By Jerry Drace
Evangelist/Senior Pastor, Friendship Baptist Church, Friendship
As the last grains of sand ran out of the 2020 hourglass I read once again the speech of Russian dissident Alexander Solzhenitsyn given on June 8, 1978, at the Harvard University commencement service. They were profound at the time and prophetic for 2021.
A portion of his speech follows and concludes with my personal comments. His entire speech can be found at: https://www.americanrhetoric.com/speeches/alexandersolzhenitsynharvard.htm.
Concerning our Western culture, Solzhenitsyn said,“… Every citizen has been granted the desired freedom and material goods in such quantity and of such quality as to guarantee in theory the achievement of happiness … however, one psychological detail has been overlooked: the constant desire to have still more things and a still better life and the struggle to obtain them imprint many Western faces with worry and even depression …”
Concerning freedom, Solzhenitsyn stated, “A decline in courage may be the most striking feature which an outside observer notices in the West in our days. Should one point out that from ancient times declining courage has been considered the beginning of the end?”
Concerning the press, Solzhenitsyn stated, “The press too, of course, enjoys the widest freedom. The press has become the greatest power within the Western countries, more powerful than the legislative power, the executive, and the judiciary.How many hasty, immature, superficial and misleading judgments are expressed every day, confusing readers, without any verification? In spite of the abundance of information, or maybe because of it, the West has difficulties in understanding reality such as it is.”
Concerning religion in America, Solzhenitsyn shared what he called “spiritual exhaustion.” He states, “The human soul longs for things higher, warmer, and purer than those offered by today’s mass living habits, introduced by the revolting invasion of publicity, by TV stupor and by intolerable music.”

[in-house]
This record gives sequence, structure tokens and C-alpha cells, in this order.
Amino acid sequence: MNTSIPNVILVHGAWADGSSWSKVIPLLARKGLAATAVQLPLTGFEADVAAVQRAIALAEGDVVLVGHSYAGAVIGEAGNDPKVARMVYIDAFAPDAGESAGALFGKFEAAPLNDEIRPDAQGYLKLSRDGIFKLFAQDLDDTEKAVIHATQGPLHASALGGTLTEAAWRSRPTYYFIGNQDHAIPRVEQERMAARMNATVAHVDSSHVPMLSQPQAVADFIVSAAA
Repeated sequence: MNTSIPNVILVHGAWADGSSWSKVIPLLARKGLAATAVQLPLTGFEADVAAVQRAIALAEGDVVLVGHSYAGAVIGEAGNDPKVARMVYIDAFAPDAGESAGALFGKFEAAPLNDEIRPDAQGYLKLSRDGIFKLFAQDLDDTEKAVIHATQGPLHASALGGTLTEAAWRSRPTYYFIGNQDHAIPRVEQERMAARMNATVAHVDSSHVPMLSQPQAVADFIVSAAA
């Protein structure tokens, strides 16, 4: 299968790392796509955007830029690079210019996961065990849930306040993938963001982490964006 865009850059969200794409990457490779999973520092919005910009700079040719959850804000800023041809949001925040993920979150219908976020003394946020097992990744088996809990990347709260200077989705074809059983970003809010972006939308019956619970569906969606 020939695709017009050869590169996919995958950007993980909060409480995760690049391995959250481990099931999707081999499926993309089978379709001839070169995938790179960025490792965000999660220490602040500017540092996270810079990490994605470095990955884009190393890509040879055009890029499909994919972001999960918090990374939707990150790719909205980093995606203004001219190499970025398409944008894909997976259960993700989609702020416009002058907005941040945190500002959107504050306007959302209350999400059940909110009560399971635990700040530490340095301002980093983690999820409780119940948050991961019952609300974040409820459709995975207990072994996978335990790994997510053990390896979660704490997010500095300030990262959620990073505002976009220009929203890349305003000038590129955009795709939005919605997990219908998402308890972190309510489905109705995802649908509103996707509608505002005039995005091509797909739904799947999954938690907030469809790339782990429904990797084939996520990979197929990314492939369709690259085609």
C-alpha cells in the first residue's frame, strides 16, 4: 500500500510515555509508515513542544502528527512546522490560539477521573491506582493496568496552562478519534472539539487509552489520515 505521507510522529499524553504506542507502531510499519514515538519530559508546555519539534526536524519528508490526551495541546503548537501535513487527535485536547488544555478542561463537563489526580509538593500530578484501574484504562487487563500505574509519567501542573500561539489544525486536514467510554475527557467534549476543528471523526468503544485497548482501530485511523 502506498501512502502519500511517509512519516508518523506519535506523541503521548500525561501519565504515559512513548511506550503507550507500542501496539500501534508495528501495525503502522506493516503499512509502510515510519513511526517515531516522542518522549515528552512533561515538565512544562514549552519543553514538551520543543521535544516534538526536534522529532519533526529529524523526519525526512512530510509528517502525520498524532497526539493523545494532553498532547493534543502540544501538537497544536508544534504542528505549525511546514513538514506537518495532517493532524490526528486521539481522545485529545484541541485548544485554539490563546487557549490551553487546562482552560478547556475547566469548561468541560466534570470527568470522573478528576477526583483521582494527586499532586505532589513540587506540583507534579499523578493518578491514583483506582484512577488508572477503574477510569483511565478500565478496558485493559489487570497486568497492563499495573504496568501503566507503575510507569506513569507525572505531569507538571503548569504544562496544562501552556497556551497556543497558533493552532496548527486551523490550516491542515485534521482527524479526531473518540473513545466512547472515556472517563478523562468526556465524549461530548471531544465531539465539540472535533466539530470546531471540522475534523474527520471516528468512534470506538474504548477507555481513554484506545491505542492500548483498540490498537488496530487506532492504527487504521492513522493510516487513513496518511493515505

Solzhenitsyn then gives what I would call an invitation: “Even if we are spared destruction by war, our lives will have to change if we want to save life from self-destruction … If the world has not come to its end, it has approached a major turn in history… It will exact from us a spiritual upsurge … No one on earth has any other way left but — upward.”
The words of Solzhenitsyn remind me of the words of Jeremiah spoken to the children of Israel. Regarding our culture, we as Americans have more but enjoy our possessions less. We buy things, we do not want, just to impress people we do not like.
Regarding our freedoms, we have politicians recommending the destructive philosophies of narcissistic dictators while rejecting the constructive principles of our founding fathers. Regarding the press, fiction has replaced facts. Regarding religion, many churches focus on entertainment rather than enlightenment. Happiness not holiness, convenience not commitment are the shallow sermons from behind many pulpits in our nation.
Solzhenitsyn concluded his speech at Harvard with these words, “Men have forgotten God; that’s why all this has happened.” It was true in 1978. It is true in 2021. Each day I turn the hourglass over on my desk. It is a constant reminder of the words of the Apostle Paul, “See then that you walk carefully, not as fools but as wise, redeeming the time, because the days are evil” (Ephesians 5:15-16). Fellow believers, it is time to turn over the hourglass.